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SunONE Web Services Strategy “Not Just a Reactionary Technology to .NET” -- Sun’s top marketing honcho throws the dictionary

SunONE Web Services Strategy “Not Just a Reactionary Technology to .NET” -- Sun’s top marketing honcho throws the dictionary

(March 28, 2002) - Asked at JavaOne yesterday, by Java Developer's Journal editor-in-chief Alan Williamson, whether Sun's entire SunONE "unified software strategy" wasn't perhaps just a reactionary move on Sun's part after having been caught on the hop by Microsoft, the group marketing manager of Sun Microsystems reached for a new stealth weapon: the English language.

Admitting that the criticism is one he has heard often, Sun's Bill Roth responded to Williamson's question in defiant terms.

".NET in my mind is a very irresponsible thing to do," he told Williamson, "because it's basically forcing a huge asymptotic shift onto developers, onto customers."

(As every Java, XML, and Web services developer may or may not know, an asymptote is a line whose distance to a given curve tends to zero. An asymptote may or may not intersect its associated curve. This is maybe the first time in history that Microsoft has been charged not with monopolism but with with asymptotism.)

Roth went on to contrast the Sun Microsystems approach with Microsoft's 'you-must-do-it-our-way-or-else' revolution.

"What we have done with SunOne is to take a very evolutionary approach," Roth explained. "And we're actually being succesful with real customers today. You look at the Department of Defense-- the world's largest non-consumer portal--you look at LLBean.com, you look at the State of New Jersey, at the government of Singapore...there are people who are doing real Web services today, even if it's only [a] portal with XML integration in the background."

Pressed by Williamson for a timeline, Roth outlined Sun's three-phase roadmap for Web services. Phase One (the next 12-18 months) is "when people just integrate the stuff they have." Phase Two (another 12-18/24 months) is "when people begin to put services, when appropriate, into directories that will be shared among known trusted parties." Phase Three, what Sun refers to as the federated "cloud" of directories, Roth asserted, is "a phase that will last for quite a while."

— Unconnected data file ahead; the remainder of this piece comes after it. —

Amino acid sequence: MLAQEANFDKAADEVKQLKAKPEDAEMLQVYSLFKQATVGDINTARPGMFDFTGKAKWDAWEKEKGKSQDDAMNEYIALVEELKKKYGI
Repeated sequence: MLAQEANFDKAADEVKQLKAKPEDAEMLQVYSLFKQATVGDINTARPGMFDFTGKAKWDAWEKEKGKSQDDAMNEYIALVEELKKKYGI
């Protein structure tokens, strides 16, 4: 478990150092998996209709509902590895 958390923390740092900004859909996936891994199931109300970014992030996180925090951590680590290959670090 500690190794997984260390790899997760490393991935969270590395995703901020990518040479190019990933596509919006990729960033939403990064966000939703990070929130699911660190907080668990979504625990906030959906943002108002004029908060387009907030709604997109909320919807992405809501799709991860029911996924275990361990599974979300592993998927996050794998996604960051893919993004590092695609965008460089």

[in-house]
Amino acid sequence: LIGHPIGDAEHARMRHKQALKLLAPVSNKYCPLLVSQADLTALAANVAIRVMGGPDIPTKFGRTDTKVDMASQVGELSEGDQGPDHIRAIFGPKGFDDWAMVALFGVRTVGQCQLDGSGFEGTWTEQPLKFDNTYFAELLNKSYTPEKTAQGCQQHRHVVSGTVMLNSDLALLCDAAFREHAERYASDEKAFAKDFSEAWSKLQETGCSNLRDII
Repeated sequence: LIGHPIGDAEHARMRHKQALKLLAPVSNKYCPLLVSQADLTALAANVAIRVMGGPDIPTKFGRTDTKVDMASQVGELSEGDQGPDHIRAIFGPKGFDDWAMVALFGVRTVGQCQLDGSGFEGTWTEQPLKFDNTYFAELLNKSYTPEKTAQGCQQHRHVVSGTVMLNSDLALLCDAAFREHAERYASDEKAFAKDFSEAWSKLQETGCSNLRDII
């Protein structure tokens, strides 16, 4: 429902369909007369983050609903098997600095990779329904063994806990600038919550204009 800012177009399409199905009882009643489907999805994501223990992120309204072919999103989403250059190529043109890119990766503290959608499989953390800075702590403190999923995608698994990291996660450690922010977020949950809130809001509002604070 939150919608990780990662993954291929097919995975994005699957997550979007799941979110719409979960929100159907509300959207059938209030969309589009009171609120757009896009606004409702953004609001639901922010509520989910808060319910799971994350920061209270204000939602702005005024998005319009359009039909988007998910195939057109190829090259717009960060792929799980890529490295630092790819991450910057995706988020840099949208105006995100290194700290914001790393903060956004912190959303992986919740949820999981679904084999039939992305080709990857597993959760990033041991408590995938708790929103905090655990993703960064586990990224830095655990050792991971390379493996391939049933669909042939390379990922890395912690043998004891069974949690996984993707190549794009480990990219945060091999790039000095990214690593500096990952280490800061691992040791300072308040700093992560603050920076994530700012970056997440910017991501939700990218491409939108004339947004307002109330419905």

Meaning, in other words, that we'll be waiting for Web services proper until 2006? Roth concurred, saying: "We are 36-48 months away from the science fiction of the universal connectedness of Web services...There are no actual implementations of any substance at the moment."

The reason, he continued, is simple enough: money - or rather, lack of it. "My own view on this is that innovation has to be fueled by something. We had a lot of innovation from 1995 to mid-2000 fueled by excess capital thrown off by the boom. Now there's not enough excess capital to fuel the innovation."

"This is clearly a very important technology," Roth concluded. "As soon as the market corrects itself, this stuff will take off."

Leaving unanswered, in reality, the question of which technology the Web services "stuff" will be built with when that moment arrives--Sun's, Microsoft's. . .or both. But Roth did mention that the SunONE Starter Kit produced by his own group, and available free on CD at the show, would hopefully be playing its part in juicing up the role of Java in the Web services space.

"The coolest area is really in the Web services tools area," Roth also asserted, referring to third-party tools created by some of the top vendors currently aligned with Java. "Whether it's what SilverStream is producing, or Systinet, or Cape Clear, it's these things that will help enable downstream development and really make Web services become a reality."

Unless developers succumb first to that asymptotic shift enforced from Redmond.

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